The Playmate: A Pleasant Companion for Spare Hours
Monthly periodical for children, including material previously published in "The Home Treasury" and other Cundall publications. Six parts isssued from May-October 1847. Includes poems, short stories and factual articles.
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The Playmate: A Pleasant Companion for Spare Hours, Pagina 1850
Fragmentweergave - 185?
ALBERT DURER Alboin arms babes beak bear beautiful beneath birds of prey bright brothers called child Chloe Conradin cried crook dance dear dearest Myrtil death delight ducks Dummling Eberhard emperor exclaimed eyes falconry Farmer Hardtman farthing father fear fell fiddle field flax-field flew flounder flowers forest Gepidae Golden Lion Gottfried green grey Gustavus hand head hear heard heart heaven husband king Lamon leaves light little Freddy Little John little Lizzie little Wendel lived Lizzie look Lysis Menalcas merry monk morning mother nest never night once poor porringer pretty Procida Robin Hood rock rose round Sicily sing sleep Spaniard Michael stood strong sure sweet tears tell thee thing thou thought tortoise tree turtle-doves Venetian arsenal Venice weep whilst wife wild wings wood young
Pagina 79 - To Daffodils Fair daffodils, we weep to see You haste away so soon; As yet the early rising sun Has not attained his noon. Stay, stay, Until the hasting day Has run But to the even-song; And, having prayed together, we Will go with you along.
Pagina 79 - O Proserpina, For the flowers now that, frighted, thou lett'st fall From Dis's waggon ! — daffodils, That come before the swallow dares, and take The winds of March with beauty ; violets dim, But sweeter than the lids of Juno's eyes, Or Cytherea's breath ; pale primroses, That die unmarried ere they can behold Bright...
Pagina 24 - The gorse is yellow on the heath, The banks with speedwell flowers are gay, The oaks are budding; and beneath, The hawthorn soon will bear the wreath, The silver wreath of May.
Pagina 78 - THERE is a flower, a little flower, With silver crest and golden eye, That welcomes every changing hour, And weathers every sky. The prouder beauties of the field In gay but quick succession shine, Race after race their honours yield, They flourish and decline. But this small flower, to Nature dear, While moons and stars their courses run, Wreathes the whole circle of the year, Companion of the Sun. It smiles upon the lap of...
Pagina 34 - The live-long night : nor these alone, whose notes, Nice-fingered art must emulate in vain, But cawing rooks, and kites that swim sublime In still repeated circles, screaming loud, The jay, the pie, and e'en the boding owl, That hails the rising moon, have charms for me.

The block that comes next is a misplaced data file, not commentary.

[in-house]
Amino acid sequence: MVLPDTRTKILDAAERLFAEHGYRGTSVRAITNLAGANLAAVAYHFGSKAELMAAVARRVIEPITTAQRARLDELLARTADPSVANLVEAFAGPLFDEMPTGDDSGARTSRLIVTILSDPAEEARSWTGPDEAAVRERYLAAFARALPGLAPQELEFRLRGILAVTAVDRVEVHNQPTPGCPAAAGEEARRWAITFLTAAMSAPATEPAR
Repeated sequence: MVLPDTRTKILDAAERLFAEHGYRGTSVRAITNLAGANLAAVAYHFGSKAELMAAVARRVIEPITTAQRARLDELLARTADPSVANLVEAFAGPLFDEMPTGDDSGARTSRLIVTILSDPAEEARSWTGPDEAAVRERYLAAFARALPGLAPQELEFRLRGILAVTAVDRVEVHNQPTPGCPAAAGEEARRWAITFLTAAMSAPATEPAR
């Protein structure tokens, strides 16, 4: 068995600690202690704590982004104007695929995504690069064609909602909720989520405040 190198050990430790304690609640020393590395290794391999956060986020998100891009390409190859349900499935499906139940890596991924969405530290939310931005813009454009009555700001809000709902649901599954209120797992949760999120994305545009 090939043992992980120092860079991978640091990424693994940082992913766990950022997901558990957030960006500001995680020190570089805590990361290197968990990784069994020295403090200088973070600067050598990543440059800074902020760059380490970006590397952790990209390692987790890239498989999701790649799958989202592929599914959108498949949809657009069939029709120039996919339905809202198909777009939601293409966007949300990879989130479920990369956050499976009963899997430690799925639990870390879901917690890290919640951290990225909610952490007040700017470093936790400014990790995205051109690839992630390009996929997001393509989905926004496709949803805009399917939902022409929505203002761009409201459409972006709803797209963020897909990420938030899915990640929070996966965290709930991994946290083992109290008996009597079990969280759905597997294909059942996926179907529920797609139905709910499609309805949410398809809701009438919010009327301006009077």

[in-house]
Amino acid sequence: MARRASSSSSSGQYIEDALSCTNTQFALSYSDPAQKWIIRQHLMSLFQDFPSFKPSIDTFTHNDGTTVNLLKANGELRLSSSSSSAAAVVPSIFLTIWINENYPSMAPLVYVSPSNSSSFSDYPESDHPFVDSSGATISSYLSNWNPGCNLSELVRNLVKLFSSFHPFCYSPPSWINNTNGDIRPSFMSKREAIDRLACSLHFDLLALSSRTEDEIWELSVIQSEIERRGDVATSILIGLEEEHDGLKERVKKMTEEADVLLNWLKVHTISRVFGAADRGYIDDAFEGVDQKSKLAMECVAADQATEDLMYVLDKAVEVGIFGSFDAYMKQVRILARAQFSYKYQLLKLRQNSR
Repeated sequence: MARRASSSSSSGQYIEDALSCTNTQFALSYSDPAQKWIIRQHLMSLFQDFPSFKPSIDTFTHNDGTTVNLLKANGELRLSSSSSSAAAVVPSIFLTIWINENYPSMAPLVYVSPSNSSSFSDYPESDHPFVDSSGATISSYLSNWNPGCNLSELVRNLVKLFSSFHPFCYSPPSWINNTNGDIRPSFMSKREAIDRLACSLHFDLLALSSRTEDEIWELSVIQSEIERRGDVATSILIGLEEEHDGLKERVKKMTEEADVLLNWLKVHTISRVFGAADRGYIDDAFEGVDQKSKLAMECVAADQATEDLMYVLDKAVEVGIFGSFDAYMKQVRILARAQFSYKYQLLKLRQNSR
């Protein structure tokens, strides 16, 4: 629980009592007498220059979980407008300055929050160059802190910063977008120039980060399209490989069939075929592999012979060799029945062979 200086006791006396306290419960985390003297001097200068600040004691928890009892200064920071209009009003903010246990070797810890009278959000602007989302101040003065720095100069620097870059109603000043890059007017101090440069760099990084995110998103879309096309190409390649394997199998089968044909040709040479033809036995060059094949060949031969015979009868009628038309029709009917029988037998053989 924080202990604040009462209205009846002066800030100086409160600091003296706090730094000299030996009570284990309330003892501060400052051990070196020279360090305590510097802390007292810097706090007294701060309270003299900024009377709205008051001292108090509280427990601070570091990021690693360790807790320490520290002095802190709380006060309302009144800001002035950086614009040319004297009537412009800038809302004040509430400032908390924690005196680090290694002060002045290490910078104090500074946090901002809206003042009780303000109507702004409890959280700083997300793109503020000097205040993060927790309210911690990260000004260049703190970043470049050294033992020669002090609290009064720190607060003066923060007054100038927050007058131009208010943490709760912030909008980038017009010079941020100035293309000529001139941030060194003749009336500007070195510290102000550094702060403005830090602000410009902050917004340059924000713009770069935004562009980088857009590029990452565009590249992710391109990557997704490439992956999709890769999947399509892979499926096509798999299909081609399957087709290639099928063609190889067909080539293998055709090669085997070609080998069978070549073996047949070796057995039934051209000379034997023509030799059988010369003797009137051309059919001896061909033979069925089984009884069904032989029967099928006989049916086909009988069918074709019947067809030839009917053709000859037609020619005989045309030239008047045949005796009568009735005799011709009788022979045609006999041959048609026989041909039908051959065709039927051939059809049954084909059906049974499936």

Pagina 154 - Now, brother," said the dying man, " Look to my children dear ; Be good unto my boy and girl, No friends else...
Pagina 154 - Which were of furious mood, That they should take these children young And slay them in a wood. He told his wife...
Pagina 79 - Has not attained his noon. Stay, stay, Until the hasting day Has run But to the even-song ; And, having prayed together, we Will go with you along. We have short time to stay as you, We have as short a Spring ; As quick a growth to meet decay, As you, or anything. We die As your hours do, and dry Away, Like to the summer's rain ; Or as the pearls of morning's dew, Ne'er to be found again.
Pagina 136 - Kilda's* shore ; whose lonely race Resign the setting sun to Indian worlds, The royal eagle draws his vigorous young, Strong-pounc'd, and ardent with paternal fire ^ Now fit to raise a kingdom of their own, He drives them from his fort, the towering seat, For ages, of his empire ; which, in peace, Unstain'd he holds, while many a league to sea He wings his course, and preys in distant isles.
Pagina 79 - You haste away so soon; As yet the early-rising Sun Has not attain'd his noon. Stay, stay Until the hasting day Has run But to the even-song; And, having pray'd together, we Will go with you along. We have short time to stay, as you, We have as short a Spring ; As quick a growth to meet decay As you, or any thing. We die, As your hours do, and dry Away Like to the Summer's rain ; Or as the pearls of morning's dew, Ne'er to be found again.